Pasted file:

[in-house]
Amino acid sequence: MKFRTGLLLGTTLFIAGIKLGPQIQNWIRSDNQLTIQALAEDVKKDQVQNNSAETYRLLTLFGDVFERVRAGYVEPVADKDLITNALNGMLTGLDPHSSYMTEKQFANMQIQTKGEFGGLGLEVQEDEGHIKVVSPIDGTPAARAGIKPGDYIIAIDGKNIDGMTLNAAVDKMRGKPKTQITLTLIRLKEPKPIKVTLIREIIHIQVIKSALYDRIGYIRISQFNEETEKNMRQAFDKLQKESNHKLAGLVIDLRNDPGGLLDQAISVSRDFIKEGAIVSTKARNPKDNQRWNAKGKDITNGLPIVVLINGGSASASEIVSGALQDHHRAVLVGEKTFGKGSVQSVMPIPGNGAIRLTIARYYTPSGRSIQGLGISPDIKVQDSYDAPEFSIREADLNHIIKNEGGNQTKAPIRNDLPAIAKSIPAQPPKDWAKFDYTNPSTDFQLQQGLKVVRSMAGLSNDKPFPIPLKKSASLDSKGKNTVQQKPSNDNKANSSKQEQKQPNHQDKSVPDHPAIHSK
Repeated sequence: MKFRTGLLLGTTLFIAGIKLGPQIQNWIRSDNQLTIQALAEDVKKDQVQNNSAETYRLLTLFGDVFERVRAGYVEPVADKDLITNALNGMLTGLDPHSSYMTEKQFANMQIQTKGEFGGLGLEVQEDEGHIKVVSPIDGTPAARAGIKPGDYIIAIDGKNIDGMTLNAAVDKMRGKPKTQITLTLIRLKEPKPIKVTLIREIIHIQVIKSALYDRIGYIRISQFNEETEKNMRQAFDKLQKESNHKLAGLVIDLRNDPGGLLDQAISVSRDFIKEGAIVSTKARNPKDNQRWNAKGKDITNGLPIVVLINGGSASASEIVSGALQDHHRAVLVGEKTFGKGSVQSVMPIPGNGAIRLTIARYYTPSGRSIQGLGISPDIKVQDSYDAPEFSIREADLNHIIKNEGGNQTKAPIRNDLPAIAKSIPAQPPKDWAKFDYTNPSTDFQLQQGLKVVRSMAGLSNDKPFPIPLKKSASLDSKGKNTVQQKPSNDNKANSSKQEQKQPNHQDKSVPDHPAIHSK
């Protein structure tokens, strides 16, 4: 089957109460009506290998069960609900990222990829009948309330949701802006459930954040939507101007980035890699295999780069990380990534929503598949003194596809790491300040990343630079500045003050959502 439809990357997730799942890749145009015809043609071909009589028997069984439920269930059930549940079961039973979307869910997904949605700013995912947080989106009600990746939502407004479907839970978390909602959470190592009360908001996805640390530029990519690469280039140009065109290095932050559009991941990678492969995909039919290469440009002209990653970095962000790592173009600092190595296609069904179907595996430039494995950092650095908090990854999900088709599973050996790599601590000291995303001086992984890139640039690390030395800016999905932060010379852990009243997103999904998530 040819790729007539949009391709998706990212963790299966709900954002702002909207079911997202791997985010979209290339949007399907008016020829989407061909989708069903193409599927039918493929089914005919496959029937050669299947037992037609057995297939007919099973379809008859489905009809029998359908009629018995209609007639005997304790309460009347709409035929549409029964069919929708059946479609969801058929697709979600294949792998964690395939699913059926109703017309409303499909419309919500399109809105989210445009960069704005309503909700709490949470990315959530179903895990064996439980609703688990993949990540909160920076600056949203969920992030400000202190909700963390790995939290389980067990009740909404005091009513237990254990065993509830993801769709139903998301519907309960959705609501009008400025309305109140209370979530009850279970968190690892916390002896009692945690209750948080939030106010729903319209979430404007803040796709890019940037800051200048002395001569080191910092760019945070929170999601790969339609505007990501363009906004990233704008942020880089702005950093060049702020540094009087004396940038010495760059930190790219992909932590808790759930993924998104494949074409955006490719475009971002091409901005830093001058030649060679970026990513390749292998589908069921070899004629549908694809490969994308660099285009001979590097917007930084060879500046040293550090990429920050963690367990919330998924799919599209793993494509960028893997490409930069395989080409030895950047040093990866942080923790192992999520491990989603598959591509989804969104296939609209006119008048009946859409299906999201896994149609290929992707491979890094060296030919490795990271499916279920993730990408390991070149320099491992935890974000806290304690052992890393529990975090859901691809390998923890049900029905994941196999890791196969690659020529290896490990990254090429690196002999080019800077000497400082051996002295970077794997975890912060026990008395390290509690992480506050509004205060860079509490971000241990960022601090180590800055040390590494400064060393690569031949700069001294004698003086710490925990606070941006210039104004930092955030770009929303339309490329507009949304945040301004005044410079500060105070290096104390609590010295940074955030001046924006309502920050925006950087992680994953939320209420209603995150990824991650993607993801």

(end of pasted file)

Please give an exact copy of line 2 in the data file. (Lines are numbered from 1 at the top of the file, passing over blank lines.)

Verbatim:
Amino acid sequence: MKFRTGLLLGTTLFIAGIKLGPQIQNWIRSDNQLTIQALAEDVKKDQVQNNSAETYRLLTLFGDVFERVRAGYVEPVADKDLITNALNGMLTGLDPHSSYMTEKQFANMQIQTKGEFGGLGLEVQEDEGHIKVVSPIDGTPAARAGIKPGDYIIAIDGKNIDGMTLNAAVDKMRGKPKTQITLTLIRLKEPKPIKVTLIREIIHIQVIKSALYDRIGYIRISQFNEETEKNMRQAFDKLQKESNHKLAGLVIDLRNDPGGLLDQAISVSRDFIKEGAIVSTKARNPKDNQRWNAKGKDITNGLPIVVLINGGSASASEIVSGALQDHHRAVLVGEKTFGKGSVQSVMPIPGNGAIRLTIARYYTPSGRSIQGLGISPDIKVQDSYDAPEFSIREADLNHIIKNEGGNQTKAPIRNDLPAIAKSIPAQPPKDWAKFDYTNPSTDFQLQQGLKVVRSMAGLSNDKPFPIPLKKSASLDSKGKNTVQQKPSNDNKANSSKQEQKQPNHQDKSVPDHPAIHSK